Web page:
How the Internet Was Constructed, Starting 60 Years Ago

The Internet directly led to the existence of viral memes and celebrities, some known only in certain corners of the web (The Ermahgerd Girl, Bad Luck Brian, the dancing banana) while others—such as Justin Bieber—parlayed views on YouTube into full-blown fame and fortune. FROM LEFT: SHUTTERSTOCK; HUNTLEY PATON; SHUTTERSTOCK (3); DIGITAL IMAGING BY NICK HARRAN/TOPIX MEDIA LAB; MATT WASSER/NOUN PROJECT

Al Gore did not invent the Internet—but the government sort of did. Newsweek explores what led to the invention of the Internet. This article, by Assistant Editor Bailey Bryant, is excerpted from our new Special Edition, The Founding Fathers of Silicon Valley, Exploring 60 Years of Innovation.

It's hard to navigate the Internet without running into audacious memes, relentless ads and, most likely, some type of cat. Which is why it's even harder to remember that the Internet itself started with the U.S. Department of Defense. The DoD laid the building blocks for the Net in the 1950s, when Cold War fears dominated government decision making and American leaders worried they wouldn't be able to communicate if the telephone system was destroyed. In response, the Advanced Research Projects Agency, or ARPA, was founded in 1958. Soon after, ARPA began developing a way to send information between computers, which were traditionally used only as math tools. The "galactic network" idea, introduced by ARPA scientist Joseph Carl Robnett Licklider in 1962, was lauded as a way for officials to maintain contact in any circumstance.

Bringing the idea to fruition required a process called packet switching, first envisioned by RAND Corporation engineer Paul Baran in the early 1960s. Packet switching breaks data into blocks before sending it down one of many possible paths to a destination. Vint Cerf, the computer scientist who co-designed the protocols and architecture of the Internet, likens packet-switching to the postal service. "It's the post office that's figuring out what to do with each of these individual letters or postcards, and that's how the Internet system works, too," he says. "The router says, 'Where is this supposed to go next?' And it transmits [the packet] to the next spot."

Packet switching allowed for the creation of the ARPAnet, which connected four university computers at UCLA, Stanford, UC Santa Barbara and the University of Utah by the 1970s. As more universities joined the network, integration problems arose. Communication was difficult because each terminal operated under its own hardware and software protocols with no universal conventions—until Cerf created them in the late 1970s. "We sort of said, 'Here's how the road system works. If you build cars that are not longer than this or wider than this or taller than that or heavier than X, you should be able to get those vehicles to ride on the road,' or, in this case, on the Internet," Cerf explains. Thanks to Cerf's Transmission Control Protocol and Internet Protocol, the ARPAnet, renamed the Internet in 1984, became a truly worldwide network because each terminal operated with the same basic standards.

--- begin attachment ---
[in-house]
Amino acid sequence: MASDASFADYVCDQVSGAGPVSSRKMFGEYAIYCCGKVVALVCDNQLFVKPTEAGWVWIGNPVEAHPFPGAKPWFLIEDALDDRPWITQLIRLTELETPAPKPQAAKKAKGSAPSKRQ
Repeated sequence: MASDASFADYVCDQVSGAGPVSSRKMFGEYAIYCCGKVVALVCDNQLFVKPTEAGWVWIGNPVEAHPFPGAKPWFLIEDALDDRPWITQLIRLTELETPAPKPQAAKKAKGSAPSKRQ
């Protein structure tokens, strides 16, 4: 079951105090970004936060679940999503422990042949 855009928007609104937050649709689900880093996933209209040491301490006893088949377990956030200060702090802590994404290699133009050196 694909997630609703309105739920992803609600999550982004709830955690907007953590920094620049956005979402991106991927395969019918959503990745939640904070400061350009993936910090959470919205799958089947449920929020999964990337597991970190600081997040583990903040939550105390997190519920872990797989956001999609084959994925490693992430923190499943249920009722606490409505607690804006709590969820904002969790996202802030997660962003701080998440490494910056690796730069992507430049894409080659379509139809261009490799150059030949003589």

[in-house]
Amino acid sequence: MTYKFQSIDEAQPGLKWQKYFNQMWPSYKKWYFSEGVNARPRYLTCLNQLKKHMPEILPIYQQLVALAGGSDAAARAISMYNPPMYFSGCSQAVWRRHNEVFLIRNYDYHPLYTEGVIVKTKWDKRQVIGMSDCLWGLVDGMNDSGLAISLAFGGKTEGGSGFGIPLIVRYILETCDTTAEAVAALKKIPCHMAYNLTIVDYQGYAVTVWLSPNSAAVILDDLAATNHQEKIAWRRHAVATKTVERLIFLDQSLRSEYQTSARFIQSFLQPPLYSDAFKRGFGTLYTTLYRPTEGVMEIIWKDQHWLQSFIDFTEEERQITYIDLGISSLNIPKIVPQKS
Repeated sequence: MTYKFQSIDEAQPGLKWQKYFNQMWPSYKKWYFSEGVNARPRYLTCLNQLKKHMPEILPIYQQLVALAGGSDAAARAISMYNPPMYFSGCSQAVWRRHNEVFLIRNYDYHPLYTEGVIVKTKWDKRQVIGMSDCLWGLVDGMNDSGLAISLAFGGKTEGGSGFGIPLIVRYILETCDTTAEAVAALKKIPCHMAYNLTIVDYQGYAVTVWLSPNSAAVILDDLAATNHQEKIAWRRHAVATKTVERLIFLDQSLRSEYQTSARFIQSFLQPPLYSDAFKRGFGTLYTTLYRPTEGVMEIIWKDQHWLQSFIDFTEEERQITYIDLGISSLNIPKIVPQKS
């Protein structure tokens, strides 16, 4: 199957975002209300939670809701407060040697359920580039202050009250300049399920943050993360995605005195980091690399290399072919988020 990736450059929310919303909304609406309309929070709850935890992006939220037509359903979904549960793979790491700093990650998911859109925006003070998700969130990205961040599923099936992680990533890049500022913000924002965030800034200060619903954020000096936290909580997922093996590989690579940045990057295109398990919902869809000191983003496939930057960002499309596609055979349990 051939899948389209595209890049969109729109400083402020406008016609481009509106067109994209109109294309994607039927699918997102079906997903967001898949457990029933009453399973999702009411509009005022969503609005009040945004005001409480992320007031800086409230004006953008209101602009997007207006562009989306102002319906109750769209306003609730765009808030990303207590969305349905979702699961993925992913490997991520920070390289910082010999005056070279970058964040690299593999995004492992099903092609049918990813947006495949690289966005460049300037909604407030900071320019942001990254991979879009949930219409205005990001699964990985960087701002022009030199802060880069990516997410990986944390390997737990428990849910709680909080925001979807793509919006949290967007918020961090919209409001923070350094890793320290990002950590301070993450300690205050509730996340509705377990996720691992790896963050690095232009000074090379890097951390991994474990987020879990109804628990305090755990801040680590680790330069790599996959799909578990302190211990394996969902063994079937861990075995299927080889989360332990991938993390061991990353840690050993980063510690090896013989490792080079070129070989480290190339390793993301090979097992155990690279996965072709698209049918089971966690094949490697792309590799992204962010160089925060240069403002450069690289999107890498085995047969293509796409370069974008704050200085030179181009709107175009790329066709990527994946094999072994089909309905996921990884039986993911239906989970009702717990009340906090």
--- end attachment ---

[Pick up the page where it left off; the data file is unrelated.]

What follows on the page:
In 1989, British programmer Tim Berners-Lee introduced the World Wide Web, a nexus of information from which anyone could retrieve documents. The first website,, which explained the Web and how to use it, went live in 1990. Although "Internet" and "Web" are often used interchangeably, they define separate things. While the Internet is a network of networks, the Web offers a way to transmit data via those networks, achieved by entering a URL (Uniform Resource Locator).

Although the first browser was WorldWideWeb (named after the space it navigated), Mosaic, a better browser, was created in 1992 by Marc Andreessen and helped create the Web as we know it. Before Andreessen and his team debuted Mosaic, the Web consisted of unformatted text and hyperlinks and was used almost exclusively for civic purposes. Mosaic allowed for the introduction of images (including cats), layouts (of stories about cats), sounds ("meow"), and fonts and forms. But most important was the browser's versatility, says Jon Mittelhauser, who developed Mosaic's Microsoft Windows version. "The biggest single factor that got the Web popular—and Mosaic did this—was the release of the Microsoft Windows and the Mac version," he says. These versions made the Web available to average users, and transformed it into a space where anyone could become a content creator. Its popularity grew from there, and by its 25th birthday in 2015, three in seven people worldwide were using the Web regularly. You can access it through your phone, your TV and, for some early adopters, your glasses. Everything on Earth has never been this accessible, regardless of whether you want it.

Cat fans, rejoice: You're living in a golden age.

You've Got Mail

ARPAnet computer engineer Ray Tomlinson sent the first email in 1971 from a computer in the same room as the recipient terminal. The invention was born out of necessity. Though not commissioned for the project, he was seeking a better way to communicate with other ARPA employees, especially those who weren't often available via telephone. He aimed to send messages to individuals, not their mailboxes. Tomlinson is also credited with designating the "@" symbol to separate recipients' names from their locations. Although frequently asked what the history-making message read, Tomlinson doesn't remember what he typed, though he suspects it was something along the lines of "QWERTYIOP."

This article was excerpted from Newsweek's Special Edition, The Founding Fathers of Silicon Valley, Exploring 60 Years of Innovation, by Issue Editor Alicia Kort. For more about the road to the digital age, pick up a copy today.

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